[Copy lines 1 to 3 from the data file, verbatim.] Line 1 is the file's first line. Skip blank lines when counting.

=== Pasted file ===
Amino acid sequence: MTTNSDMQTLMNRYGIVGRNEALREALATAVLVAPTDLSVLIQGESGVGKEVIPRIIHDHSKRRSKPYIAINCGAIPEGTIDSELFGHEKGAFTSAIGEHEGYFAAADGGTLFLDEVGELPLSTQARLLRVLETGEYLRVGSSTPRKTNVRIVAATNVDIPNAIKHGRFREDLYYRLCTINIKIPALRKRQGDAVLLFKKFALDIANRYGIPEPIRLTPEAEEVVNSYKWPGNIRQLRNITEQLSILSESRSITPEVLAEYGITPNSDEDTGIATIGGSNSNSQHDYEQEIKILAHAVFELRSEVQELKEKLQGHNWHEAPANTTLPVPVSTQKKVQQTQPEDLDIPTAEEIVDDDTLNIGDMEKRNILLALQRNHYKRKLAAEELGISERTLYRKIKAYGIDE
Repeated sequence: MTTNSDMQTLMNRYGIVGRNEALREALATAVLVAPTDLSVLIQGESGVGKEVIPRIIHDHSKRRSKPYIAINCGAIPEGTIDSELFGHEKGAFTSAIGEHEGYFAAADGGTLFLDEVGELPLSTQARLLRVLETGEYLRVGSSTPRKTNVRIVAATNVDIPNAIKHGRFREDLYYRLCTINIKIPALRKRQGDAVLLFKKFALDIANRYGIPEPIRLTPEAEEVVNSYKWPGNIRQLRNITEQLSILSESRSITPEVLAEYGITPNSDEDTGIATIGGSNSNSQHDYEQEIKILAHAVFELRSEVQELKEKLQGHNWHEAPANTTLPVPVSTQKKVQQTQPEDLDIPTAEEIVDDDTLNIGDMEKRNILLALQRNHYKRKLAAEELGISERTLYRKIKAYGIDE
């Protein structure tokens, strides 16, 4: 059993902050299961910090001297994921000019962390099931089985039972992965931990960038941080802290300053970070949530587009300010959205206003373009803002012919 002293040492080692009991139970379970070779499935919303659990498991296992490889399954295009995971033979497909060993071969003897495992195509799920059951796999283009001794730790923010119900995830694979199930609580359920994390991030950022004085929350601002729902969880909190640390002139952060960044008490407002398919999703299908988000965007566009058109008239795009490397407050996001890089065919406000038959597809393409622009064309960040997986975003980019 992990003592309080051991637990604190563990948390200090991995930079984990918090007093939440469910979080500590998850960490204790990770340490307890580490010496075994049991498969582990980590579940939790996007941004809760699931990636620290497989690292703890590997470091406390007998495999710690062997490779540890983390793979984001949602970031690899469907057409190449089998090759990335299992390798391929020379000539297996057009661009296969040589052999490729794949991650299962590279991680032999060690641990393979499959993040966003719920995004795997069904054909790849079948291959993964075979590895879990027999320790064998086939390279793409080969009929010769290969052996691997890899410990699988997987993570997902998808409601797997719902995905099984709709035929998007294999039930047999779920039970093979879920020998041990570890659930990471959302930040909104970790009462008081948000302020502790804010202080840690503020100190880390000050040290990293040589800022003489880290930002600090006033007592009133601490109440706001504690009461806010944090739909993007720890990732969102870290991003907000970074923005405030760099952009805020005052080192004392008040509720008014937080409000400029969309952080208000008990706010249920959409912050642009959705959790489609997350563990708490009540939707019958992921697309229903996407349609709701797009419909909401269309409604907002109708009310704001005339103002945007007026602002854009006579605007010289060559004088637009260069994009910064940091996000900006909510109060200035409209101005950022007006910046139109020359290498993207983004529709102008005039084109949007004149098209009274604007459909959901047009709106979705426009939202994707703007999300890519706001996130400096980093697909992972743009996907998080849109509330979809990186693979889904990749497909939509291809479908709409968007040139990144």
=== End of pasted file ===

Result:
Amino acid sequence: MTTNSDMQTLMNRYGIVGRNEALREALATAVLVAPTDLSVLIQGESGVGKEVIPRIIHDHSKRRSKPYIAINCGAIPEGTIDSELFGHEKGAFTSAIGEHEGYFAAADGGTLFLDEVGELPLSTQARLLRVLETGEYLRVGSSTPRKTNVRIVAATNVDIPNAIKHGRFREDLYYRLCTINIKIPALRKRQGDAVLLFKKFALDIANRYGIPEPIRLTPEAEEVVNSYKWPGNIRQLRNITEQLSILSESRSITPEVLAEYGITPNSDEDTGIATIGGSNSNSQHDYEQEIKILAHAVFELRSEVQELKEKLQGHNWHEAPANTTLPVPVSTQKKVQQTQPEDLDIPTAEEIVDDDTLNIGDMEKRNILLALQRNHYKRKLAAEELGISERTLYRKIKAYGIDE
Repeated sequence: MTTNSDMQTLMNRYGIVGRNEALREALATAVLVAPTDLSVLIQGESGVGKEVIPRIIHDHSKRRSKPYIAINCGAIPEGTIDSELFGHEKGAFTSAIGEHEGYFAAADGGTLFLDEVGELPLSTQARLLRVLETGEYLRVGSSTPRKTNVRIVAATNVDIPNAIKHGRFREDLYYRLCTINIKIPALRKRQGDAVLLFKKFALDIANRYGIPEPIRLTPEAEEVVNSYKWPGNIRQLRNITEQLSILSESRSITPEVLAEYGITPNSDEDTGIATIGGSNSNSQHDYEQEIKILAHAVFELRSEVQELKEKLQGHNWHEAPANTTLPVPVSTQKKVQQTQPEDLDIPTAEEIVDDDTLNIGDMEKRNILLALQRNHYKRKLAAEELGISERTLYRKIKAYGIDE
């Protein structure tokens, strides 16, 4: 059993902050299961910090001297994921000019962390099931089985039972992965931990960038941080802290300053970070949530587009300010959205206003373009803002012919 002293040492080692009991139970379970070779499935919303659990498991296992490889399954295009995971033979497909060993071969003897495992195509799920059951796999283009001794730790923010119900995830694979199930609580359920994390991030950022004085929350601002729902969880909190640390002139952060960044008490407002398919999703299908988000965007566009058109008239795009490397407050996001890089065919406000038959597809393409622009064309960040997986975003980019 992990003592309080051991637990604190563990948390200090991995930079984990918090007093939440469910979080500590998850960490204790990770340490307890580490010496075994049991498969582990980590579940939790996007941004809760699931990636620290497989690292703890590997470091406390007998495999710690062997490779540890983390793979984001949602970031690899469907057409190449089998090759990335299992390798391929020379000539297996057009661009296969040589052999490729794949991650299962590279991680032999060690641990393979499959993040966003719920995004795997069904054909790849079948291959993964075979590895879990027999320790064998086939390279793409080969009929010769290969052996691997890899410990699988997987993570997902998808409601797997719902995905099984709709035929998007294999039930047999779920039970093979879920020998041990570890659930990471959302930040909104970790009462008081948000302020502790804010202080840690503020100190880390000050040290990293040589800022003489880290930002600090006033007592009133601490109440706001504690009461806010944090739909993007720890990732969102870290991003907000970074923005405030760099952009805020005052080192004392008040509720008014937080409000400029969309952080208000008990706010249920959409912050642009959705959790489609997350563990708490009540939707019958992921697309229903996407349609709701797009419909909401269309409604907002109708009310704001005339103002945007007026602002854009006579605007010289060559004088637009260069994009910064940091996000900006909510109060200035409209101005950022007006910046139109020359290498993207983004529709102008005039084109949007004149098209009274604007459909959901047009709106979705426009939202994707703007999300890519706001996130400096980093697909992972743009996907998080849109509330979809990186693979889904990749497909939509291809479908709409968007040139990144």